You do modeling shows. What's happening in the world of paper modeling?
"Have you met Mike Stamper? He'd would be great in answering this question, because he's really involved in the modeling world.
"Mike and I discovered each other on the Internet some years ago. We've get together, some five or six of us, similarly minded, and we meet regularly at the model shows. The IPMS plastic model society has gotten used to our presence now. We've got an increasing number of followers.
"What's happening in the modeling world? Some large model retailers have gone out of business, which is really sad. But paper modeling is still very much strong in the rest of the world, especially in countries that were behind the iron curtain in the fifties and plastic models never seems to have reached them. The paper model tradition has survived, and they're doing strongly. I'm hopeful that will grow and recover."
My question is prompted by Roger's comments on his site that, "Many had passed by my tables with complete indifference…" So what does he hear from the people that do stop?
"What made the event so enjoyable was the response from the very many who were genuinely surprised and intrigued by the display. Filled with wonderment, that this thing exists, something they had never known of before. It's from one extreme to the other."
Thank you, Roger. I've enjoyed talking with you very much.
"It's been great talking to you, Alexis. And your paper nativities are quite fascinating to me; something I hadn't come across before, all those beautiful Nativity models. You've opened my eyes to an area of paper modelling that I hadn't known of.
|All the world's a stage — "Greetings from Stratford upon Avon." — Heritage Models pop-up card designed by Roger Pattenden for Shakespearience. (Photo Crèchemania.com.)|| |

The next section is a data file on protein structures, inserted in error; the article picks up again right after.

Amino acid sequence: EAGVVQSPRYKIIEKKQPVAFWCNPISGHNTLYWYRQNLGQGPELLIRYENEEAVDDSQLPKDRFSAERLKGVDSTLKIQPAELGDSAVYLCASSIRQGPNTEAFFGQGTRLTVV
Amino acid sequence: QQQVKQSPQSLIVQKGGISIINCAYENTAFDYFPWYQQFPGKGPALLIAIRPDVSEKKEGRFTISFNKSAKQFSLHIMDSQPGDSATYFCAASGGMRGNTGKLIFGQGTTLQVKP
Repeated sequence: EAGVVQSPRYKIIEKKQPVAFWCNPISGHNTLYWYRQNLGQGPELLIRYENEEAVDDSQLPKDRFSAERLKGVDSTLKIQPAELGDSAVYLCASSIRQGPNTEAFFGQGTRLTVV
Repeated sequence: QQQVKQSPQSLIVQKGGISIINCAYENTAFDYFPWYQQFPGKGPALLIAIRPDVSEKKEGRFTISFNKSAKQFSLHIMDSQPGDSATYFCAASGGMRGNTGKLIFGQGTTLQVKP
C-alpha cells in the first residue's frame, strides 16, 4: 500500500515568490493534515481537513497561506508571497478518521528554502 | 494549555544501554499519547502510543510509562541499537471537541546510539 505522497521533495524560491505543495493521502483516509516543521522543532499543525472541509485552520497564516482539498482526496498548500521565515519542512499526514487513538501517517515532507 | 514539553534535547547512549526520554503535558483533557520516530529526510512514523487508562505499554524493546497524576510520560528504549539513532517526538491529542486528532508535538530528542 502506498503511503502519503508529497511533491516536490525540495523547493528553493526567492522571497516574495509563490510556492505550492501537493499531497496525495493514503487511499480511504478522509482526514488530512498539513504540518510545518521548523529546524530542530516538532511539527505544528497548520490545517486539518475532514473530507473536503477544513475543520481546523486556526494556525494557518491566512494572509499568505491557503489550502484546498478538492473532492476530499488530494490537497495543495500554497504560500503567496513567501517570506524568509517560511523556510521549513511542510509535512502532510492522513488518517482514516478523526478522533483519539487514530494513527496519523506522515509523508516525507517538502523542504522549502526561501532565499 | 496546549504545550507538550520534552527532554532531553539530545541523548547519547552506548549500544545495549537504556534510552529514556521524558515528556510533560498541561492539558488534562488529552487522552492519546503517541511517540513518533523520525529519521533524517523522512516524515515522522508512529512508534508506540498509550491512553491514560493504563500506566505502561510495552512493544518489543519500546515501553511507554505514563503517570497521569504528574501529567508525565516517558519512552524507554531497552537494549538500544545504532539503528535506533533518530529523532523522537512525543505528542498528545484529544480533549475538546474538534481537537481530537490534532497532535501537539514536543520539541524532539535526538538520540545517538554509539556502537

"Your blog about Lou contains a Schreiber model Theater-Krippe. That puts me in mind of the pop-up cards which I produce for the Toy Theatre companies in London. I shall put a sample of one or two of those in the package which I shall send you."
Pop-Up Greeting Cards
Roger's package arrived ust in time to photograph and share his colorful pop-up cards with you. A card that Roger has designed for Shakespearience features "Greetings from Stratford upon Avon," and, when opened, a typical Elizabethan stage that pops up, with the theater's three tiers topped by a thatched roof.
Besides the Elizabethan stage, Roger's pop-up greeting cards for Shakespearience include a period cottage, a house, and a church. Measuring 5 x 7 inches and printed on heavier ivory stock, the cards are available with a matching envelope and presentation cellophane cover.
Roger has also designed a set colorful pop-up cards for Pollock's Toy Museum.
"Pollock's," he says, "specialize in Victorian Toy Theaters, which adapt admirably to this folding format. Each card displays the theater with four levels — the proscenium arch, the players, the side flats, and the backcloth."
|A Heritage Models pop-up card, The Regency, a Pollock's Toy Museum toy theatre. (Photo Crèchemania.com.)|| |
Roger's toy theater designs include Pollock's Theatre with a scene from 'Aladdin;' The Regency, featuring a performance of 'Harlequinade;') the Victoria and the Urania.
Beautifully designed, softly colored and finely die-cut — or I thought! "They're all cut with a scalpel [X-Acto knife], with my own hand!" Roger says, these pop-up greeting cards will bring a smile to anyone who's ever sat spellbound in front of a stage.
I've already made my list of those who'll be getting one. Topping the list? Ms. Chesebro, who so long ago taught Romeo and Juliet, and me my first English words.
You'll want to visit Roger Pattenden's Heritage Models website, and enjoy all his other great models and the insightful comments that accompany his presentation. Ordering information is also available on his pages. I'm delighted to announce that soon, the Globe and other Roger Pattenden Heritage Models will also be available in the Paper Model Kiosk.
|"I heard today from the good people at Rosslyn Chapel," Roger Pattenden says, "a model I've spent much time working on last year. Rosslyn is a beautiful ancient chapel south of Edinburgh that became famous for being featured in Dan Brown's book, The Da Vinci Code. They'll now be going ahead with that. (Photo courtesy Roger Pattenden.)|| |